This matters, although you wouldn’t know it from how I buried the lede. Indeed, it’s worthy of the front page in the national media.
Eventually, if what you see in the visual doesn’t abate, it could spark an international outcry among leaders in developing markets and could cause acute problems in low-income countries, especially if vaccine distribution continues along the (predictably) inequitable path it’s on now.
Imagine you live in a frontier economy. You probably don’t have access to reliable, high-speed internet, unless it’s on your phone, and you have you no idea where, when or even if, it’s going to be possible for you to get a vaccine. The idea of “vaccine shopping” (e.g., actively turning down an opportunity to get an effective shot because you want to wait on the Pfizer jab) is something you haven’t even pondered, and if it did occur to you, it would seem completely ridiculous.
So that’s you, unfortunately. And now, you notice that the cost of food is rising pretty much across the board (figure below). Sure, sugar and grain got a little cheaper in March, but not enough for you to notice, especially given how far cereal prices have run. Vegetable oil became unaffordable months ago (orange line).
“Food prices are in the longest rally in more than a decade amid China’s crop-buying spree and tightening supplies of many staple products, threatening faster inflation,” Bloomberg wrote this week, documenting the same data series. “That’s particularly pronounced in some of the poorest countries dependent on imports, which have limited social safety nets and purchasing power and are struggling with the pandemic.”
If you’re scraping out a living in a poor country, life is looking pretty “dark ‘n’ stormy” right about now, and the lime garnish is getting really expensive.
This is just another reminder of why the world’s multilateral institutions are pushing the issue when it comes to taking steps to address the needs of poor nations. The irony, of course, is that monetary policy in rich countries may ultimately end up exacerbating this already tenuous situation.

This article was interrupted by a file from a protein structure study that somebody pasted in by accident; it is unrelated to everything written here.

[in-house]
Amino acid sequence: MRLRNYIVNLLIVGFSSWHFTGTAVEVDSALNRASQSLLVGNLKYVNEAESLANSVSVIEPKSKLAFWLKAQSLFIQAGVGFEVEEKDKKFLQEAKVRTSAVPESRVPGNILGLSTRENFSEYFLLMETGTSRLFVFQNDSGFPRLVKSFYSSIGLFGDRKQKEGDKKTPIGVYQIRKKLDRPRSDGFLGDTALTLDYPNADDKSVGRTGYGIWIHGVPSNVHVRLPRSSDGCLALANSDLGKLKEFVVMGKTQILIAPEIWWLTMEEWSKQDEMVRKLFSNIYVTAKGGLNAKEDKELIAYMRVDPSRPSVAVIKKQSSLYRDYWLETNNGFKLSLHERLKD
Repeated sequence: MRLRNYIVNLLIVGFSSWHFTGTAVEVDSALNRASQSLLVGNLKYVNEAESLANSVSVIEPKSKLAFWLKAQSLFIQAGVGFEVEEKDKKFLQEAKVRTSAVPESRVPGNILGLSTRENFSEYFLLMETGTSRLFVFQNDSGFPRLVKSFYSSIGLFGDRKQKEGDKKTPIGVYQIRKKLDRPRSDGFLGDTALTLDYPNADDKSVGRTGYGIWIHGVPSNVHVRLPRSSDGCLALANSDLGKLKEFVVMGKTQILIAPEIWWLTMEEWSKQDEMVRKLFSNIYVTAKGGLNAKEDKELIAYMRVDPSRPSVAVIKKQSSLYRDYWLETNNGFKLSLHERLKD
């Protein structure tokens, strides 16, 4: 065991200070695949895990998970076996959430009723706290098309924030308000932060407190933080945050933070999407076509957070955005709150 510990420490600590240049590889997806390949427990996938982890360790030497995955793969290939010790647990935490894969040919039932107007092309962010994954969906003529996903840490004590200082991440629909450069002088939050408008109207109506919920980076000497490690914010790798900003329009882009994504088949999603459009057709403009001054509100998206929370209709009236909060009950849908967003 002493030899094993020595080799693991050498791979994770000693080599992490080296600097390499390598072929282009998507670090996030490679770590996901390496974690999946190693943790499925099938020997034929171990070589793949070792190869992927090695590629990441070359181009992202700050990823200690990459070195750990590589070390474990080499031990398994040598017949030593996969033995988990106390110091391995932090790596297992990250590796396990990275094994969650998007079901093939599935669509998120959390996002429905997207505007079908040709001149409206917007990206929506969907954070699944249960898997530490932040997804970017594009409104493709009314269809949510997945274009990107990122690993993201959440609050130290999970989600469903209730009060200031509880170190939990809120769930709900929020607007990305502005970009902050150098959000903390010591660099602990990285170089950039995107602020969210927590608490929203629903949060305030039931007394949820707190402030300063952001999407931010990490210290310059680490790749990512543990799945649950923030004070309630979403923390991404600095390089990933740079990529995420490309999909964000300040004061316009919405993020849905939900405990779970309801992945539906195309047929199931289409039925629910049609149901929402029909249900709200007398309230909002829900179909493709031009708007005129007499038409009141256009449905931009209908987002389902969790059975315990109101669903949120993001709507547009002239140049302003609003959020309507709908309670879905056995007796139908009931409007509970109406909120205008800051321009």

Given that, it’s hard to know what to make of the IMF’s warning to the Fed, as communicated in Chapter 4 of the Fund’s latest World Economic Outlook. To wit:
US monetary policy spills over strongly to domestic government bond yields in emerging markets, at all maturities. A surprise tightening of 100 basis points by the Federal Reserve translates into a 47-basis-point increase in two-year government bond yields in emerging markets. US monetary policy surprises also have significant effects on exchange rates and capital flows to emerging markets… Every 100-basis-point tightening of US monetary policy leads to an immediate 1 percentage point depreciation of emerging market currencies vis-à-vis the US dollar and portfolio outflows from emerging markets of 7 basis points of annual GDP.
So, ongoing accommodation in the US could well mean persistent food inflation and eventual societal unrest in the developing world, but Fed tightening could mean currency depreciation and destabilizing hot money outflows. That’s pretty vexing, no?
Just something else for Jerome Powell to ponder on his daily commute through one of America’s “pretty substantial” tent cities.